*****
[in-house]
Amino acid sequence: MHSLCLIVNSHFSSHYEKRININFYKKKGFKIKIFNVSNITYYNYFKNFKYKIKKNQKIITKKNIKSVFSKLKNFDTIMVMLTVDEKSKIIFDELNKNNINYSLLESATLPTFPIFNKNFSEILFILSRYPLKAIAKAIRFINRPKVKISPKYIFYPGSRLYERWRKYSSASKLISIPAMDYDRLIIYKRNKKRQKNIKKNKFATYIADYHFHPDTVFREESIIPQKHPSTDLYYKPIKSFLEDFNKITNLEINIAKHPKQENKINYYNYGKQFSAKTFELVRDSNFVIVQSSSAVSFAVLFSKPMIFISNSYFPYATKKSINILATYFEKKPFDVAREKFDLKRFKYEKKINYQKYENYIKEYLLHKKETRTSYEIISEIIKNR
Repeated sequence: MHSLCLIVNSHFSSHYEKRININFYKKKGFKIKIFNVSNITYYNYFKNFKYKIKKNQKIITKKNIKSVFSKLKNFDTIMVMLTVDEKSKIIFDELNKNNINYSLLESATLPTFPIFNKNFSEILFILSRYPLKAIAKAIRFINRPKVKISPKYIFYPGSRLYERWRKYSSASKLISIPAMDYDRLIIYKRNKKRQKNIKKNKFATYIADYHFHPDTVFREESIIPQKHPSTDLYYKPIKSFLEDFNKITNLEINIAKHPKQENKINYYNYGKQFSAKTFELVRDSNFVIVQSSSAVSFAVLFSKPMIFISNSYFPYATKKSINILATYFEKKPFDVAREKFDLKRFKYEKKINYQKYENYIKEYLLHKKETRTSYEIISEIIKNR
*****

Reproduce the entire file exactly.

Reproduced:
[in-house]
Amino acid sequence: MHSLCLIVNSHFSSHYEKRININFYKKKGFKIKIFNVSNITYYNYFKNFKYKIKKNQKIITKKNIKSVFSKLKNFDTIMVMLTVDEKSKIIFDELNKNNINYSLLESATLPTFPIFNKNFSEILFILSRYPLKAIAKAIRFINRPKVKISPKYIFYPGSRLYERWRKYSSASKLISIPAMDYDRLIIYKRNKKRQKNIKKNKFATYIADYHFHPDTVFREESIIPQKHPSTDLYYKPIKSFLEDFNKITNLEINIAKHPKQENKINYYNYGKQFSAKTFELVRDSNFVIVQSSSAVSFAVLFSKPMIFISNSYFPYATKKSINILATYFEKKPFDVAREKFDLKRFKYEKKINYQKYENYIKEYLLHKKETRTSYEIISEIIKNR
Repeated sequence: MHSLCLIVNSHFSSHYEKRININFYKKKGFKIKIFNVSNITYYNYFKNFKYKIKKNQKIITKKNIKSVFSKLKNFDTIMVMLTVDEKSKIIFDELNKNNINYSLLESATLPTFPIFNKNFSEILFILSRYPLKAIAKAIRFINRPKVKISPKYIFYPGSRLYERWRKYSSASKLISIPAMDYDRLIIYKRNKKRQKNIKKNKFATYIADYHFHPDTVFREESIIPQKHPSTDLYYKPIKSFLEDFNKITNLEINIAKHPKQENKINYYNYGKQFSAKTFELVRDSNFVIVQSSSAVSFAVLFSKPMIFISNSYFPYATKKSINILATYFEKKPFDVAREKFDLKRFKYEKKINYQKYENYIKEYLLHKKETRTSYEIISEIIKNR